Success is measured with a happy client. Aesthetically and functionally the master bath has changed their home for the better. The project is a testament to the importance of a good space plan zoned with public and private spaces. Where else can a homeowner enjoy a view of the Washington Monument while soaking in their tub?

Bruce Wentworth, AIA, an architect and contractor, is the founder of Wentworth, Inc. a residential design-build firm offering architecture, interiors and construction. 240-395-0705 x 100. www.wentworthstudio.com


NARI Honors
Wentworth, Inc.
With National CotY Award

Chevy Chase, MD, April 1st, 2009The National Association of the Remodeling Industry (NARI) named Wentworth, Inc. of Chevy Chase, Maryland, the 2009 National CotY Grand Award winner in the category Residential Exterior Under $100,000.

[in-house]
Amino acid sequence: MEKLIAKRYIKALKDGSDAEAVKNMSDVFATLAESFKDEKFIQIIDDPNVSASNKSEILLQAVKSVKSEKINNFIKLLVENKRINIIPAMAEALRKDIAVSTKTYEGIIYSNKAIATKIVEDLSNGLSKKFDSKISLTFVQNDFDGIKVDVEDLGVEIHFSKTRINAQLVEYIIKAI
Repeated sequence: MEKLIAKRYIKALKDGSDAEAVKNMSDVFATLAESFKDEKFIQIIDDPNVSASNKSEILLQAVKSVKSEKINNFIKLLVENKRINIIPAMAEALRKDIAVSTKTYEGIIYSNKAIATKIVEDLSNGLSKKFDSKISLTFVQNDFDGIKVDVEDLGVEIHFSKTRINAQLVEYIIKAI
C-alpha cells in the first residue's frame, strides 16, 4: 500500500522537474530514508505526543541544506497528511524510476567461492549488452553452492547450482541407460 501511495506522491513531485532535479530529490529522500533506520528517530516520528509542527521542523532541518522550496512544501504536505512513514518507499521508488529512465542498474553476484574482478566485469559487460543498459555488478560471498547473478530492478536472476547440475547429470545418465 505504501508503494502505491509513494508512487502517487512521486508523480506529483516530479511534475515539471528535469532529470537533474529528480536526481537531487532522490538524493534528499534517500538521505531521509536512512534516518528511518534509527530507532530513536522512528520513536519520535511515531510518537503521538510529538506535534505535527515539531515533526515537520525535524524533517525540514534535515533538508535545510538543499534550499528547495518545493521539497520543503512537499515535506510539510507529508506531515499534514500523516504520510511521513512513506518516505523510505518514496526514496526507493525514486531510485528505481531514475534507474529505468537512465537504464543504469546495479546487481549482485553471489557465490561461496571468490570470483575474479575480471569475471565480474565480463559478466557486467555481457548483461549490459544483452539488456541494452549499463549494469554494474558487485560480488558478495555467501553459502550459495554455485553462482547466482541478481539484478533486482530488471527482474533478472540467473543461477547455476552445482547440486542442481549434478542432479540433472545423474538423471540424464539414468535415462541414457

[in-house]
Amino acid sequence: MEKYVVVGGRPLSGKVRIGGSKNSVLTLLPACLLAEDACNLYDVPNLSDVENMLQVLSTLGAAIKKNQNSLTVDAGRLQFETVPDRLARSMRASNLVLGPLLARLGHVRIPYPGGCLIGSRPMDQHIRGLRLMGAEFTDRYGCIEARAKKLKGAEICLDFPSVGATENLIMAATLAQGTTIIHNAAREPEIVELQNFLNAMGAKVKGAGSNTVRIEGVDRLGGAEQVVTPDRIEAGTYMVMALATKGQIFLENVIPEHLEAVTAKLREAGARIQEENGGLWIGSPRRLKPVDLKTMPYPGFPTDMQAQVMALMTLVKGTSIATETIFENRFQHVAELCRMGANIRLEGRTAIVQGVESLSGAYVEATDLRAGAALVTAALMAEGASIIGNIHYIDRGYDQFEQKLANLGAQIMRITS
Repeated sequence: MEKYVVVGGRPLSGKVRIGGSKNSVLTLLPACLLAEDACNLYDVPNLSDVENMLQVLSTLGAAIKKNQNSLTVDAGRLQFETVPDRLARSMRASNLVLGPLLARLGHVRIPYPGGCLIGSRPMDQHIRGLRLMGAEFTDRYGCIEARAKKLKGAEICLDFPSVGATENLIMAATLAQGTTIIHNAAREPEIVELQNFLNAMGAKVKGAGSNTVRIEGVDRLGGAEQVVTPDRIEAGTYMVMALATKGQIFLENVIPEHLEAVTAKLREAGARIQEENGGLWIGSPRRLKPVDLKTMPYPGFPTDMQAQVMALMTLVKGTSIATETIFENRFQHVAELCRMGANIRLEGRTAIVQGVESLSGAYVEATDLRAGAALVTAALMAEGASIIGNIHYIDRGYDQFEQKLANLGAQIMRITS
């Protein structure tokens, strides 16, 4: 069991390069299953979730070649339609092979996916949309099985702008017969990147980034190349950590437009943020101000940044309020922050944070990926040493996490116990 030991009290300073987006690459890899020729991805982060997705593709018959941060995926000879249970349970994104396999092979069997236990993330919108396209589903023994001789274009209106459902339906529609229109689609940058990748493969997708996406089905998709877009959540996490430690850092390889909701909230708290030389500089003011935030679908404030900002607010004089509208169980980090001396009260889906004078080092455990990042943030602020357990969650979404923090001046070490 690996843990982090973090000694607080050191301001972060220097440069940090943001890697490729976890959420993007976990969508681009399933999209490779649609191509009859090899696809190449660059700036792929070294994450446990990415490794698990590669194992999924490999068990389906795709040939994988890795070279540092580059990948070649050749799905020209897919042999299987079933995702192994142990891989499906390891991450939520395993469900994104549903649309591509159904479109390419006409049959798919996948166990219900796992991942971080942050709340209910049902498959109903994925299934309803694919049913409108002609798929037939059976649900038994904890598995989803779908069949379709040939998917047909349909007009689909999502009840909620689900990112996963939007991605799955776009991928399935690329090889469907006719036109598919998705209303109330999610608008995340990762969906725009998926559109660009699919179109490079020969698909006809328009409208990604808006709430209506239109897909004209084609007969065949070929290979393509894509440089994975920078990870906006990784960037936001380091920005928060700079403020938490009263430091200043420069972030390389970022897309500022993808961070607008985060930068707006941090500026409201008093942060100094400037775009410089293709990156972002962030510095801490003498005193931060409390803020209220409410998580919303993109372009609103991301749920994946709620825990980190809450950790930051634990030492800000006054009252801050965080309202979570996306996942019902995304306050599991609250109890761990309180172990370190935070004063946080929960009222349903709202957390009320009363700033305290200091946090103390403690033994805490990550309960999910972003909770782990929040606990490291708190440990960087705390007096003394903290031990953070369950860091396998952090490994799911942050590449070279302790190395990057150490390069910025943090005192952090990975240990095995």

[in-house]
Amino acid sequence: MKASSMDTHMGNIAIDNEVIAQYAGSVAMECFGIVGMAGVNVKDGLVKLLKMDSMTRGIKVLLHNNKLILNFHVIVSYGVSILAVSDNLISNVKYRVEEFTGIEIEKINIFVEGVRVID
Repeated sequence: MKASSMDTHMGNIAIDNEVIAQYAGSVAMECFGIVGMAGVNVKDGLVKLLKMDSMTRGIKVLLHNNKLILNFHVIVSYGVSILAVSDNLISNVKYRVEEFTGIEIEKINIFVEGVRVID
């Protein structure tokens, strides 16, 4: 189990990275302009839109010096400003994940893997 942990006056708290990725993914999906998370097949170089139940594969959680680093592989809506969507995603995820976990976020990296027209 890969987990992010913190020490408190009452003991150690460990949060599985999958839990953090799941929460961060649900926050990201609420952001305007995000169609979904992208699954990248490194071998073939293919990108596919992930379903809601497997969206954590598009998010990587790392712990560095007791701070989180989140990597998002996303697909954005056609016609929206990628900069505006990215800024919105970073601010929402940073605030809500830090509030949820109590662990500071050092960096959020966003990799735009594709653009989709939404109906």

click photos to zoom
Wentworth, Inc. (www.wentworthstudio.com), founded by architect Bruce Wentworth, AIA, is residential remodeling design/build company located in Chevy Chase, Maryland. The firm specializes in architectural design and remodeling of older urban homes. Wentworth, Inc. was named 2009 National Contractor of the year (CotY) in the category of Residential Exterior Under $100,000 by the National Association of the Remodeling Industry (NARI). Each year, NARI members from across the country submit their best remodeling work to be considered for the National CotY Awards. The National CotY represents the best in the remodeling and design-build industry across the country.

Wentworth, Inc. was presented the award at NARI’s Evening of ExcellenceSM on March 28 at the Sheraton Atlanta, Atlanta, Georgia. The Evening of ExcellenceSM is widely considered to be the premier event of the year in the remodeling industry, and was attended this year by more than 250 of the industry’s elite. Wentworth, Inc. received the Grand Prize award in the category Residential Exterior Under $100,000.


Mary Endres
Wentworth, Inc.